I will be there for Mardi Gras again, but even during the rest of the year, there is a festive, jovial atmosphere (I'm talking about the tourist areas, not the poor areas, obviously...not a lot of smiles and bright beads in the 'Nolia projects). New Orleans is the place everyone goes to let loose, to shrug off all the social restraints and truly enjoy themselves with no inhibition. Now, that approach doesn't really work well when you're trying to run a city, but it sure is fun as a visitor. Even the police officers break free of the usual expectations of "upholders of the law" and do whatever the hell they want. It's absolute chaos...and I love it.
I haven't been since Katrina, so I'll be interested to see if there's any difference. However, I'll be in the French Quarter the whole time, with my mind (and eyes, and camera) on other, more bouncy, things, so I don't know if I'll get a good sense of the daily operations of the city. This will not be an educational trip, unless you consider comparing the size, shape, smoothness, firmness, jiggle-ocity, and length of exposure time of the female Mardi Gras-goer's chest-pillows "educational". So, yeah, I guess it is an educational trip.
Learning is fun!
I will not be starting a separate blog for this trip, as I believe the style, tone, and language of this blog fit perfectly with that of a trip to Mardi Gras with my boys. Of course, in order to document this trip, it means I will have to remain somewhat cognizant, at least long enough to write a few blog entries, or at the very least, take some notes for blog entries. Or, I can just watch all the video footage afterwards and make something up to fill in the blanks. Whatever happens, I can't wait.
This. This will happen.
Mardi Gras is meant to be a release, a Dionysian, id-fueled celebration leading up to Ash Wednesday when we repent for all our sins. Now, I've forgone the tenets and beliefs of Catholicism some time ago, but I appreciate symbolism, and the symbolism of this trip is spectacular. As I get older, I'm supposed to accept more responsibilities and overcome my youthful indiscretions. I don't know if I'm ready for all that, but I know that opportunities like this one will arise less and less the more days I spend on this planet. And the older I get, the less I need to party for 4 days straight, let alone 3 months straight. But on this trip, I will let it all out, and then reflect upon my actions (and my life in general) when the trip is done. Not because of Ash Wednesday, but I don't deny it's influence on my self-reflection. Then, when I return, I will prepare for a more noble adventure in Africa, and maybe even a more noble journey through life itself. Not that I'm never going to party again (and party hard for that matter); in fact, partying--and relaxing--are an important part of living a happy, successful life. But there needs to be a balance between partying and living responsibly, and as you get older, the balance (should) tip towards the side of responsibility and positive, productive actions.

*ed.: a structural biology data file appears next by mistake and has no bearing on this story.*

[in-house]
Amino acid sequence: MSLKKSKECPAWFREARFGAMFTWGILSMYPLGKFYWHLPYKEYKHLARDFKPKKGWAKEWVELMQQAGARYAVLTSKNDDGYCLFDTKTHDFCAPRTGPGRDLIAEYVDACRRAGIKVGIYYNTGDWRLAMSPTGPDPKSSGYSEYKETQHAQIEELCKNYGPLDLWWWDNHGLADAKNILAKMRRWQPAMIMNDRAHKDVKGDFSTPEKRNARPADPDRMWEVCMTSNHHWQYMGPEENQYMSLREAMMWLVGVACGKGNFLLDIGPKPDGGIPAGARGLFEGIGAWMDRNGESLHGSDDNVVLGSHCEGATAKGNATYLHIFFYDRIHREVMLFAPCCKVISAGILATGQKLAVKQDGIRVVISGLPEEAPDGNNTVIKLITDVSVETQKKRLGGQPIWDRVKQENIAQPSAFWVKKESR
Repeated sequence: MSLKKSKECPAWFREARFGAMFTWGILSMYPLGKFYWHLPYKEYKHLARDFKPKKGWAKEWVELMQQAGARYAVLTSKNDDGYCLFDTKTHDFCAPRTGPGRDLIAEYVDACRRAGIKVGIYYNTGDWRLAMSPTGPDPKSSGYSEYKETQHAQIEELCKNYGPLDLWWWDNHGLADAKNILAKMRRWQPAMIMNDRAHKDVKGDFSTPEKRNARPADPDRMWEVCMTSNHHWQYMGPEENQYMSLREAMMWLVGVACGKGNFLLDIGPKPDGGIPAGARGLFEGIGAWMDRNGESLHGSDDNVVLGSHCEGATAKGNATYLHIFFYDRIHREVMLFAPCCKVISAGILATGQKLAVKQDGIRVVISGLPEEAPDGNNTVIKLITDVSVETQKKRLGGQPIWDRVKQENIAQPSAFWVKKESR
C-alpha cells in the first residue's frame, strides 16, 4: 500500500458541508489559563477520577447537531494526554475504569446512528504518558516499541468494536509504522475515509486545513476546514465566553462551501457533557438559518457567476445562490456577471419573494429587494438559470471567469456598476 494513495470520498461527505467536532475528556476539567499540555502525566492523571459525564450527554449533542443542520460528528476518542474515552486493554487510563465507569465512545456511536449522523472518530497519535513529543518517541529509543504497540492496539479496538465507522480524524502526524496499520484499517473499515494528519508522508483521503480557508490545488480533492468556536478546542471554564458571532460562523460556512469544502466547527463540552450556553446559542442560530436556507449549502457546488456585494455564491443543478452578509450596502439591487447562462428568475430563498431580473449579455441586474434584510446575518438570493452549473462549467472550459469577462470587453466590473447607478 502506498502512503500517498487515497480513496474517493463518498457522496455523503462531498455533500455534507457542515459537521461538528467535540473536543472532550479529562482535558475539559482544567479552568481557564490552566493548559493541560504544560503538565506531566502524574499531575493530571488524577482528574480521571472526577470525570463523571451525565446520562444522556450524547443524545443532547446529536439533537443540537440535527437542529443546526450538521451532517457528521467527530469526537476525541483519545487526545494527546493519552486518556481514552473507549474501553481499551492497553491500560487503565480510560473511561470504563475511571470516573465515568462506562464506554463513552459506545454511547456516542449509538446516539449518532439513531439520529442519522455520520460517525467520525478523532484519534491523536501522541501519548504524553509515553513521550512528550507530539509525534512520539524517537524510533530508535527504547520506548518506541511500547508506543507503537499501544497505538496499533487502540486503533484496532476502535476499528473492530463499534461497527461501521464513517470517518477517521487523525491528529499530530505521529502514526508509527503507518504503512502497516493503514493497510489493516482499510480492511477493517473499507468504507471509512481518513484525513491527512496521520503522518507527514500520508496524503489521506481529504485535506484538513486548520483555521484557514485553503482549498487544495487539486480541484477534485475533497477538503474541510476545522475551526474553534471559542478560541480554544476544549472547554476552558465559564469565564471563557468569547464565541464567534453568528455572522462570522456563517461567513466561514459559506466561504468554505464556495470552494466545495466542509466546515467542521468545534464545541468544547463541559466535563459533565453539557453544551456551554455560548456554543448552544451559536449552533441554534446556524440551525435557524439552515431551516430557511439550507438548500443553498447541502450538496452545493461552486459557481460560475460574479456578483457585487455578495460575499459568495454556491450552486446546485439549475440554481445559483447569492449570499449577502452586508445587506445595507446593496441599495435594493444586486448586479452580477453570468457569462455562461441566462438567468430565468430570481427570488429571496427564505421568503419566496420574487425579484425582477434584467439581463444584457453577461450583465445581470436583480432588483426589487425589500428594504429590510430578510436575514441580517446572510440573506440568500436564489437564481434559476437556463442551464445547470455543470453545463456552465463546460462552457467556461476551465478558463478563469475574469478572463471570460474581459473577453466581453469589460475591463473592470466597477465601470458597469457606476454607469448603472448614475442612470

Responsibility and productivity, as displayed here by Anderson Cooper and Kelly Ripa.
I am always looking to improve myself, and possibly the world around me, and I think both of my upcoming trips will help me on my road to self-improvement, if not quite global improvement. Human beings are complex, with characteristics that are often contradictory, and I think people would be better off if they accepted the contradictions within themselves. I feel that I have many different aspects of my identity (Professor and Thuggy being only two) and I have become a happier/better person by embracing and expressing the different parts of my identity. I love partying and living for myself, but I also enjoy working to help others. There's nothing wrong with doing both, as long as you find the right balance. I think I've balanced the two pretty well throughout my life, and I look forward to the challenge of maintaining the proper balance from now until the day of my jazz funeral procession.
I Love You All...Class Dismissed.